At a declination of 25°17'S, it is easiest to see from the southern hemisphere but cannot be seen from latitudes much north of 44°N.
From San Diego, it will be visible between 22:17 and 03:15. It will become accessible around 22:17, when it rises to an altitude of 21° above your south-eastern horizon. It will reach its highest point in the sky at 00:46, 31° above your southern horizon. It will become inaccessible around 03:15 when it sinks below 21° above your south-western horizon.
At magnitude 7.1, NGC253 is quite faint, and certainly not visible to the naked eye, but can be viewed through a pair of binoculars or small telescope.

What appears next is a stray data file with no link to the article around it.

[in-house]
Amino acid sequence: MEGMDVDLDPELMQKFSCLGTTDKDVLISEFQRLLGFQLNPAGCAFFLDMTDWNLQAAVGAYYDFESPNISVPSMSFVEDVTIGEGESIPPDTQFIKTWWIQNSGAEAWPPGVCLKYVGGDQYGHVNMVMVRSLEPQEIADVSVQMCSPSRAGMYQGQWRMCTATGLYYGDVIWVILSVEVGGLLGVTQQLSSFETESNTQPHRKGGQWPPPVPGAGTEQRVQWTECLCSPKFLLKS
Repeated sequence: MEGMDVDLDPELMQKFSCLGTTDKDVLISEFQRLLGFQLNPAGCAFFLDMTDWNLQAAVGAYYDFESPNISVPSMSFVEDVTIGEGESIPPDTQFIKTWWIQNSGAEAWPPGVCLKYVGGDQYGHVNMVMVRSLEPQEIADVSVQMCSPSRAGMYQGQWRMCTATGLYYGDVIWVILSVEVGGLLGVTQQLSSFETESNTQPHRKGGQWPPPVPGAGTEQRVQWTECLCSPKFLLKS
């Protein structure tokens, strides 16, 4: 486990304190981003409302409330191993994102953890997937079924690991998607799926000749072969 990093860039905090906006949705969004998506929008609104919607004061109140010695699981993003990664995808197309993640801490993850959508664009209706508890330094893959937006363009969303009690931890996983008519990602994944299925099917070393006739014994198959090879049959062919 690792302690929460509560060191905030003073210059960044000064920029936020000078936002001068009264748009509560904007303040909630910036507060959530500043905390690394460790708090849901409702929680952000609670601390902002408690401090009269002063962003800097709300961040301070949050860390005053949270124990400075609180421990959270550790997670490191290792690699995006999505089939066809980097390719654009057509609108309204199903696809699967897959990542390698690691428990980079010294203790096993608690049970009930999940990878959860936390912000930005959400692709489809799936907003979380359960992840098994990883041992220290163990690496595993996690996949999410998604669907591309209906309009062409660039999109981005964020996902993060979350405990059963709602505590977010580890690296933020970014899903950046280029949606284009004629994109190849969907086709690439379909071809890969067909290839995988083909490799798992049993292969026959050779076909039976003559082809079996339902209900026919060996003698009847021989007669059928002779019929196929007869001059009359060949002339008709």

The position of NGC253 is as follows:
|Object||Right Ascension||Declination||Constellation||Magnitude||Angular Size|
The coordinates above are given in J2000.0.
|The sky on 03 October 2024|
1 day old
All times shown in PDT.
The circumstances of this event were computed using the DE430 planetary ephemeris published by the Jet Propulsion Laboratory (JPL).
This event was automatically generated by searching the ephemeris for planetary alignments which are of interest to amateur astronomers, and the text above was generated based on an estimate of your location.
© Digitised Sky Survey (DSS); Second Palomar Observatory Sky Survey (POSS-II)